Tilly and Carré also assert that the U.S. can choose whether service jobs in retail will be bad or good. “Put in the simplest terms, U.S. bad jobs in retail and other low-wage industries will improve when changes are made in the institutional environment — laws, labor relations structures, and broadly held values — followed by changes in managerial approaches.”

The situation in Mexico, a poorer country when compared to the U.S. and the other countries studied, can be instructive. The authors note that the economic gap between Mexico and the U.S. might be the determining factor in comparing retail jobs. But, they add, this is only partly true. Using Wal-Mart as an example of a company that dominates retail sectors in both countries, they find that “even this behemoth behaves differently in terms of choice of market segments and labor strategies across countries.” For example, they point out that in the U.S., Wal-Mart is 100 percent non-unionized, whereas in Mexico, it pays higher wages than its competitors and is mostly unionized.

They explain, “Wal-Mart is not the exception to the influence of societal effects around the world, but rather demonstrates that influence. Even Wal-Mart provides better jobs where rules are better.”

The authors demonstrate that, by understanding where and why bad jobs are better, “we can learn how to make them better across the board.”

More about “Where Bad Jobs are Better,” including the complete introduction and a supplemental chapter, may be found online.

70 Years of Improving Workers’ Lives at UCLA UCLA Luskin's Abel Valenzuela, director of the Institute for Research on Labor and Employment, reflects on seven decades of labor market research during a rousing anniversary celebration

By Stefani Ritoper
UCLA Institute for Research on Labor and Employment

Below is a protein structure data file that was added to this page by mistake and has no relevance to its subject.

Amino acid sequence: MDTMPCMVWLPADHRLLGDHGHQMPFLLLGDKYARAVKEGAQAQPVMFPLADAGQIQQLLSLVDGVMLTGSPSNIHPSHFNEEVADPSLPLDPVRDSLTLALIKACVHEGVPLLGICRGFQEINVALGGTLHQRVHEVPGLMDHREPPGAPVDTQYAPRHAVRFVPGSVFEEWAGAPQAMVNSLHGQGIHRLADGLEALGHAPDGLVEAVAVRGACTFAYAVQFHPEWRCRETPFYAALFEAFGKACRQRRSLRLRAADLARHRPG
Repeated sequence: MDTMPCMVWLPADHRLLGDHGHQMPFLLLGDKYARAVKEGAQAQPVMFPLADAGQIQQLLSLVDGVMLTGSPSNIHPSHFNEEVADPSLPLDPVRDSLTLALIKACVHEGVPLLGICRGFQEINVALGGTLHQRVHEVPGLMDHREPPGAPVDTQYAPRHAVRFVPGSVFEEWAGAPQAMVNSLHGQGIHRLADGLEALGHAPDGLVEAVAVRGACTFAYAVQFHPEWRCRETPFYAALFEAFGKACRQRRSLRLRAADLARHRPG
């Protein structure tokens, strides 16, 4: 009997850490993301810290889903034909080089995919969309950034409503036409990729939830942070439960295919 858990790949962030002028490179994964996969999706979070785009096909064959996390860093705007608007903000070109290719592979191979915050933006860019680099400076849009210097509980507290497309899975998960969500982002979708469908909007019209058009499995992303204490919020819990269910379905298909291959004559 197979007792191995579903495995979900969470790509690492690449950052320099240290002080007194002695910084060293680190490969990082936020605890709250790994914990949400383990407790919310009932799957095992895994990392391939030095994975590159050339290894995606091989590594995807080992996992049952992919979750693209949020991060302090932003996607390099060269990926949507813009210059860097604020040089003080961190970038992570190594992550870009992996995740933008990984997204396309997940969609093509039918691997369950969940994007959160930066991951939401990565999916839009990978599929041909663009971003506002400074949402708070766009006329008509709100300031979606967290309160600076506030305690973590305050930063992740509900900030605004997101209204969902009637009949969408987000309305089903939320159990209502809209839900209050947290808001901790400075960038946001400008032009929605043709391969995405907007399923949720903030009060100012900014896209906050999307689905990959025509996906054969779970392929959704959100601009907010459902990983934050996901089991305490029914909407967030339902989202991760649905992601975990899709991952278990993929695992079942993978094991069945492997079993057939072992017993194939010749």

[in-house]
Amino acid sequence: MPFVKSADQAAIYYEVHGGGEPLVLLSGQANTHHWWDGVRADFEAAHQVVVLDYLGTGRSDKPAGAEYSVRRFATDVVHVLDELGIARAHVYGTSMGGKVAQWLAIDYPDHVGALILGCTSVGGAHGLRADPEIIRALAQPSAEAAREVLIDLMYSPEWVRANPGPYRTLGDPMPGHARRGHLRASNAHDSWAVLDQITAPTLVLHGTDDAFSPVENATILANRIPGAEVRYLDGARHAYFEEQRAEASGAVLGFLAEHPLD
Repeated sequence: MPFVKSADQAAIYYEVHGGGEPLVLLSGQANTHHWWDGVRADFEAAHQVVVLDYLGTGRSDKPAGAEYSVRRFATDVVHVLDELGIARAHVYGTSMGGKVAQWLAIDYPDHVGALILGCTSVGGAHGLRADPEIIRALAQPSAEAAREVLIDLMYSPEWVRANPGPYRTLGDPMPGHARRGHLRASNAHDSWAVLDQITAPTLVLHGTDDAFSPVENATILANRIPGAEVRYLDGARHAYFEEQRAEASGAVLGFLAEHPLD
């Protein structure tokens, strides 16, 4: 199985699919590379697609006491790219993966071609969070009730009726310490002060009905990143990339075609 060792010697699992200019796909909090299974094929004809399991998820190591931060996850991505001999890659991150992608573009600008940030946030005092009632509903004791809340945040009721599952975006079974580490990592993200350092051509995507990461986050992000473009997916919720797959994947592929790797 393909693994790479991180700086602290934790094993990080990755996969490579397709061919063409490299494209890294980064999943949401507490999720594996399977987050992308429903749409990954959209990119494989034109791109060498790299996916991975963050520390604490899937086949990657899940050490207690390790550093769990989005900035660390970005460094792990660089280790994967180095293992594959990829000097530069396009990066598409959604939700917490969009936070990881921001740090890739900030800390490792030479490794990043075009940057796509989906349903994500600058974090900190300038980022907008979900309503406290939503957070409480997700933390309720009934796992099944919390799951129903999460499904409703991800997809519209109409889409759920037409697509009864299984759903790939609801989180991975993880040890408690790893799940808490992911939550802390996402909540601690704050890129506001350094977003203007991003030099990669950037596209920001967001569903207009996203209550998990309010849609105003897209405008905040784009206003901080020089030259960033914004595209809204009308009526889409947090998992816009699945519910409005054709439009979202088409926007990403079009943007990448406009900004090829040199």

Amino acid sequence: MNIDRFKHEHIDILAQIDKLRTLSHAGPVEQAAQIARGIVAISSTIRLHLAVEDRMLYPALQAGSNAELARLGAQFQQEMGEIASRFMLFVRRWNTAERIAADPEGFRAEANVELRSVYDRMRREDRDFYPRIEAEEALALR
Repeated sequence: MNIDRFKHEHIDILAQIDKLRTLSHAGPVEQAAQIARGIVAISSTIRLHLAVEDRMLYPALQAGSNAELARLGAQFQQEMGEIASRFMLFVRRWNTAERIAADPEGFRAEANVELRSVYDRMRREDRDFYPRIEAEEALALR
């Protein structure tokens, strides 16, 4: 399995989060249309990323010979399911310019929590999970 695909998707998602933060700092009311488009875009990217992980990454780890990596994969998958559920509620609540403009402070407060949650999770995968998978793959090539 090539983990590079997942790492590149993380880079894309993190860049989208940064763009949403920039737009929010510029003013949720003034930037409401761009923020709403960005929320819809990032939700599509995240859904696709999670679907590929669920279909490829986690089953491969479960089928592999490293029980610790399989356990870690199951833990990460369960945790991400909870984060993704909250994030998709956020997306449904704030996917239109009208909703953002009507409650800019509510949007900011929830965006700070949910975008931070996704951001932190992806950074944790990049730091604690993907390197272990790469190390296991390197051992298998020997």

On April 11, 2017, more than 250 attendees gathered at UCLA’s Meyer and Renee Luskin Conference Center to celebrate the Institute for Research on Labor and Employment’s 70 years of work. In an evening with music, food and camaraderie, community and campus leaders reflected on the Institute’s long and storied history.

The theme of the evening was “UCLA’s Role in Workers’ Lives Today.” Institute director Abel Valenzuela, who is also a professor of urban planning at the UCLA Luskin School of Public Affairs, opened the evening by posing the question: In this divided political climate, what is UCLA’s responsibility to improve workers’ lives?

Part of the answer lies in the work that the Institute has undertaken over the past seven decades, Valenzuela said. For seven decades, the Institute has conducted timely and impactful research on labor markets and how work impacts workers and their families. Through the work of its units – UCLA Labor Center, Human Resources Roundtable and the Labor Occupational Safety and Health program – the Institute has created programing to improve workers lives, researching key issues such as worker health and safety, the minimum wage, wage theft and immigrant worker issues.

“It’s amazing that you’re still here,” said History professor Robin D.G. Kelley about the Institute’s long tenure at UCLA. He spoke about the work that IRLE has done to build the capacity of worker organizations, and what this has done in turn for workers’ issues in Los Angeles. “What you’ve been able to do is shift attention to low-wage, marginalized workers. It’s not just a position of defending labor; it’s a vision of transforming society.”

UCLA alumna Ana Luz Gonzalez MA UP `02 PhD `15  and political science student Fernando Antunez spoke about the Institute’s teaching program. Gonzalez talked about her research on day laborers and wage theft, and how this research has been pivotal in advancing policy and educational programs aimed at ending wage theft among low-wage workers. Antunez talked about how work and mental health are connected, sharing the moving story of his own family as they coped with his mother’s deteriorating health.

Keynote speaker and former labor leader Maria Elena Durazo described the importance of UCLA’s commitment to working families. “It’s working families that pay for public higher education,” she said. “They are the permanent donors of the public university system.”

Durazo emphasized that working people need to protect their ability to defend their rights because many laws are not enforced. She spoke of the UCLA Labor Center’s work, partnering with worker organizations on issues such as wage theft, as well as the role of the Department of Labor’s Occupational Safety and Health Administration in preventing worker deaths on the job.

All speakers emphasized the hopefulness that the work of the Institute brings in this current political and economic era. “These are not dark times. These are bright times,” Kelley said. “And you’re shining the light.”